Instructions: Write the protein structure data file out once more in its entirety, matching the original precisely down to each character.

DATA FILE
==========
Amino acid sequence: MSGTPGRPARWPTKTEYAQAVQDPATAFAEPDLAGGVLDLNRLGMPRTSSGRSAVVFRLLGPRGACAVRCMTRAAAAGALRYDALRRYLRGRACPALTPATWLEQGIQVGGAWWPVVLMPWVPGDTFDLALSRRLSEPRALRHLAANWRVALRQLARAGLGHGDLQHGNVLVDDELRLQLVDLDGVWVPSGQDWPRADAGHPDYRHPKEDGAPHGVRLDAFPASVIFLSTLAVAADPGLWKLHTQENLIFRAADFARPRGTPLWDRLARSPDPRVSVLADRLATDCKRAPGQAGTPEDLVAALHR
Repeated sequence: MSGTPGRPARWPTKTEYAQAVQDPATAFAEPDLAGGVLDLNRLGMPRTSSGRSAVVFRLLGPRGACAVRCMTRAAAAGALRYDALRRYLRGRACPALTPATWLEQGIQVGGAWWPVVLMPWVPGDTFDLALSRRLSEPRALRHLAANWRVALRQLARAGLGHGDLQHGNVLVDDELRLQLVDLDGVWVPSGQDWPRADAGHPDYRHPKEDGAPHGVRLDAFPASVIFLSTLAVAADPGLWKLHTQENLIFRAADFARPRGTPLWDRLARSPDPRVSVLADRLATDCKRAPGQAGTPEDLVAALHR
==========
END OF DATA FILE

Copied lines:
Amino acid sequence: MSGTPGRPARWPTKTEYAQAVQDPATAFAEPDLAGGVLDLNRLGMPRTSSGRSAVVFRLLGPRGACAVRCMTRAAAAGALRYDALRRYLRGRACPALTPATWLEQGIQVGGAWWPVVLMPWVPGDTFDLALSRRLSEPRALRHLAANWRVALRQLARAGLGHGDLQHGNVLVDDELRLQLVDLDGVWVPSGQDWPRADAGHPDYRHPKEDGAPHGVRLDAFPASVIFLSTLAVAADPGLWKLHTQENLIFRAADFARPRGTPLWDRLARSPDPRVSVLADRLATDCKRAPGQAGTPEDLVAALHR
Repeated sequence: MSGTPGRPARWPTKTEYAQAVQDPATAFAEPDLAGGVLDLNRLGMPRTSSGRSAVVFRLLGPRGACAVRCMTRAAAAGALRYDALRRYLRGRACPALTPATWLEQGIQVGGAWWPVVLMPWVPGDTFDLALSRRLSEPRALRHLAANWRVALRQLARAGLGHGDLQHGNVLVDDELRLQLVDLDGVWVPSGQDWPRADAGHPDYRHPKEDGAPHGVRLDAFPASVIFLSTLAVAADPGLWKLHTQENLIFRAADFARPRGTPLWDRLARSPDPRVSVLADRLATDCKRAPGQAGTPEDLVAALHR